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Department of Biological and Medical Sciences
Faculty of Health and Life Sciences
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Witteveen-Kolk syndrome (OMIM 613406) is a recently defined neurodevelopmental syndrome caused by heterozygous loss-of-function variants in SIN3A. We define the clinical and neurodevelopmental phenotypes related to SIN3A-haploinsufficiency in 28 unreported patients. Patients with SIN3A variants adversely affecting protein function have mild intellectual disability, growth and feeding difficulties. Involvement of a multidisciplinary team including a geneticist, pediatrician and neurologist should be considered in managing these patients.
Patients described here were identified through a combination of clinical evaluation and gene matching strategies (GeneMatcher and Decipher). All patients consented to participate in this study.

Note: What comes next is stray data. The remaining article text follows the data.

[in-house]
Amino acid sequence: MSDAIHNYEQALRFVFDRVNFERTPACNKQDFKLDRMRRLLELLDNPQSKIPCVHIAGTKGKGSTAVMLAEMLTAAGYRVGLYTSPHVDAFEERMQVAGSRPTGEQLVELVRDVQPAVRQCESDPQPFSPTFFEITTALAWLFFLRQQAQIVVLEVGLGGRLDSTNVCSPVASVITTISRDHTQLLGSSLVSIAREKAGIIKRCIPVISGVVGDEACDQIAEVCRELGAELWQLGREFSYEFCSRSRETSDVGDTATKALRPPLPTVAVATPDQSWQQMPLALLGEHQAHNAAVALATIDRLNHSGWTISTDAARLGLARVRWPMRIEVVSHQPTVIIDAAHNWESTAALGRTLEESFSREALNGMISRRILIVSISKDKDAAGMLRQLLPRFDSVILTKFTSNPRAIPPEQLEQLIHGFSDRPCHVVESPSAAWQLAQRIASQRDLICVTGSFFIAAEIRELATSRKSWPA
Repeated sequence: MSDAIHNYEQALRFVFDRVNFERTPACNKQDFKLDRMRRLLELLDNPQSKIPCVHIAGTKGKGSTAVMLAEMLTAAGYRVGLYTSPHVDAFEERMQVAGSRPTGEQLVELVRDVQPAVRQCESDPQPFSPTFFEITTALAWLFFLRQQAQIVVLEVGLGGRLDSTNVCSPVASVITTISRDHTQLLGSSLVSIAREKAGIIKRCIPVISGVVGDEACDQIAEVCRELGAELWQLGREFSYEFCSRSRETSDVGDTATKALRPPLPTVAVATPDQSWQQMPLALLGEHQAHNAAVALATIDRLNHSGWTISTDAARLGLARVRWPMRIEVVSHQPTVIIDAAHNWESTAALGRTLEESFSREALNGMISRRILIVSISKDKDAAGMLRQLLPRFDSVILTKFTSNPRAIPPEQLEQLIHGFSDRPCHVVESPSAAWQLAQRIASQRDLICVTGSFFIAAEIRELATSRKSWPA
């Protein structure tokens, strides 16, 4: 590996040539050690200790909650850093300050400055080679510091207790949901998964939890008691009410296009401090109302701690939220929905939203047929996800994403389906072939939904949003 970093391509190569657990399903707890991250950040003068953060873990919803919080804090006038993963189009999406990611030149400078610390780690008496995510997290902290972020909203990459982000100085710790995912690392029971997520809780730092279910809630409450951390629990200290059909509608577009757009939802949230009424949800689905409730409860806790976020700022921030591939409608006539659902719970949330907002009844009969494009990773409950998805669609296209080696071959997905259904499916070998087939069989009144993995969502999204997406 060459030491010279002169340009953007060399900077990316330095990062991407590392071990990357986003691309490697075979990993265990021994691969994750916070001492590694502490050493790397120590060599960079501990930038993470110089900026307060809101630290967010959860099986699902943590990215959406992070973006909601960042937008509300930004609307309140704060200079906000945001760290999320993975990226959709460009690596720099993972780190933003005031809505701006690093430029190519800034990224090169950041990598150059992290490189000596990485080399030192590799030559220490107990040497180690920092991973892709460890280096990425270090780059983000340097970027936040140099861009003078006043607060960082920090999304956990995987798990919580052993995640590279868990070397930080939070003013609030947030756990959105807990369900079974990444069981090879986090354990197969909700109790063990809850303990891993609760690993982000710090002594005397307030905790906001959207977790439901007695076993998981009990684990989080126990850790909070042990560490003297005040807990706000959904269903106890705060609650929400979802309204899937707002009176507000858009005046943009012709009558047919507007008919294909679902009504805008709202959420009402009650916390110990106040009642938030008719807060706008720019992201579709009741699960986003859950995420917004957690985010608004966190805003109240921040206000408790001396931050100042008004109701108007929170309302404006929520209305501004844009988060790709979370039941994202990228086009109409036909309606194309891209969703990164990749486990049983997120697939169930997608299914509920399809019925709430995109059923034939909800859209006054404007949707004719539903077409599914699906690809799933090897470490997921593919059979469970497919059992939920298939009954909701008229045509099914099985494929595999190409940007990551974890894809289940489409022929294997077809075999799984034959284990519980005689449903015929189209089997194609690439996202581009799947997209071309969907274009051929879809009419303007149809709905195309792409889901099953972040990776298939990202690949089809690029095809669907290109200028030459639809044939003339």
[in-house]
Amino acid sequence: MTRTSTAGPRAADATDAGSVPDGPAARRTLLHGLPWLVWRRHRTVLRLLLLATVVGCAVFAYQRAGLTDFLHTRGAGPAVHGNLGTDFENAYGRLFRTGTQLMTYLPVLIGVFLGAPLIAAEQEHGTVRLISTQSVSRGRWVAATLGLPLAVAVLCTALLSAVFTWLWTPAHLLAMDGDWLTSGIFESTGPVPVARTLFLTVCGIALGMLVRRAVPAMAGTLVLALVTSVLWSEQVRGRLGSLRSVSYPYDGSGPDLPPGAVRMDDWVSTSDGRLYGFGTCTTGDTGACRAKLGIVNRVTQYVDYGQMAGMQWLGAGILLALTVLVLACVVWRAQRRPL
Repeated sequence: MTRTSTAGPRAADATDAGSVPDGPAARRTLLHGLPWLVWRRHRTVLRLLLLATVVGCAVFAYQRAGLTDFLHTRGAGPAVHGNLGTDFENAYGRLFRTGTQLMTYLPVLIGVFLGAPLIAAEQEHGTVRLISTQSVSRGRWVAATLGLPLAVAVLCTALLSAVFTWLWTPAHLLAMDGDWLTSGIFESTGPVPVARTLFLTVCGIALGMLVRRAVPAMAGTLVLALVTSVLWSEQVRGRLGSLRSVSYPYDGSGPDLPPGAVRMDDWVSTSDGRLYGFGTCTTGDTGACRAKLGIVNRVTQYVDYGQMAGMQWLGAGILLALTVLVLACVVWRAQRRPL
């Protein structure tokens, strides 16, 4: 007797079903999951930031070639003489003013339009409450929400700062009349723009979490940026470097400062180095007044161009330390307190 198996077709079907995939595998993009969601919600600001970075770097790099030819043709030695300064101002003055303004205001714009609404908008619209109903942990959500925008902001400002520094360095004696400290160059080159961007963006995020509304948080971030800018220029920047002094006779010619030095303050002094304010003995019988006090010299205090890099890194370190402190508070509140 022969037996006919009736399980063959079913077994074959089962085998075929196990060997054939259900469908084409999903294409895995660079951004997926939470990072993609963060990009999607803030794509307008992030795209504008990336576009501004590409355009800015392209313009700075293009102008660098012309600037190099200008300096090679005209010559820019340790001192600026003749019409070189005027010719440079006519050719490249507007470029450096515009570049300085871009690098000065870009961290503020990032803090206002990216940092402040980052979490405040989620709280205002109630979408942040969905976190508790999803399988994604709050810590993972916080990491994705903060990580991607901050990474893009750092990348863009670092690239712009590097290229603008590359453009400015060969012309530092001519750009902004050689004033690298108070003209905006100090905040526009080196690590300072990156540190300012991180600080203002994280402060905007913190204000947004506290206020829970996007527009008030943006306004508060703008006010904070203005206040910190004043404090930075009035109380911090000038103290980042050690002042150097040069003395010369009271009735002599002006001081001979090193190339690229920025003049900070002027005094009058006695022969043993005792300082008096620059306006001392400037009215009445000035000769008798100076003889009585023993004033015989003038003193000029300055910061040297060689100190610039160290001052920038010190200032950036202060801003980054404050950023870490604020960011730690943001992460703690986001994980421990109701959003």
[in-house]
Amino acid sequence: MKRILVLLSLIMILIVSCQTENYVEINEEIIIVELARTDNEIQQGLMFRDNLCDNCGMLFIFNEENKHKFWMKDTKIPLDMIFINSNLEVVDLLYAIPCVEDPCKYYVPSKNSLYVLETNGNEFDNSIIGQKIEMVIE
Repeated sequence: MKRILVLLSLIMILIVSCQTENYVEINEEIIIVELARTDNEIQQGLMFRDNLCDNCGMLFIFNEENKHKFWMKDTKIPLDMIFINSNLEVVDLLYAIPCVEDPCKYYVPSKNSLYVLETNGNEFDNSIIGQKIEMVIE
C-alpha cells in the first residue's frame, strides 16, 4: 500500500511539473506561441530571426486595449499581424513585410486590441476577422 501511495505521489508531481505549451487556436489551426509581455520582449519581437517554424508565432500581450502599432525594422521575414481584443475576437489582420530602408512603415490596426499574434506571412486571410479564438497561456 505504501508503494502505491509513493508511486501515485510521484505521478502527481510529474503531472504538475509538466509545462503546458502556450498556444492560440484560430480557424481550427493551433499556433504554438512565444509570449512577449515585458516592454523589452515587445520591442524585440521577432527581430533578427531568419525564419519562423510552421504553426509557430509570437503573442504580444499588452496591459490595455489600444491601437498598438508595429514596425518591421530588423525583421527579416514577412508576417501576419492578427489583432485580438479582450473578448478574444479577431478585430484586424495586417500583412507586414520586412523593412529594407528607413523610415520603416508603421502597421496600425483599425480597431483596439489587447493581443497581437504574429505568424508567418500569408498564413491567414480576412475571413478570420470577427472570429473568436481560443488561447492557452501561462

Mean age of this cohort was 8.2 years (17 males, 11 females). Out of 16 patients ≥ eight years old assessed, eight (50%) had mild intellectual disability (ID), four had moderate ID (22%), and one had severe ID (6%). Four (25%) did not have any cognitive impairment. Other neurological symptoms such as seizures (4/28) and hypotonia (12/28) were common. Behaviour problems were reported in a minority. In patients ≥2 years, three were diagnosed with Autism Spectrum Disorder (ASD) and four with Attention Deficit Hyperactivity Disorder(ADHD). We report 27 novel variants and one previously reported variant. 24 were truncating variants; three were missense variants and one large in-frame gain including exons 10-12.
Purpose. MED12 is a subunit of the Mediator multiprotein complex with a central role in RNA polymerase II transcription and regulation of cell growth, development, and differentiation. This might underlie the variable phenotypes in males carrying missense variants in MED12, including X-linked recessive Ohdo, Lujan, and FG syndromes.
Methods. By international matchmaking we assembled variant and clinical data on 18 females presenting with variable neurodevelopmental disorders (NDDs) and harboring de novo variants in MED12.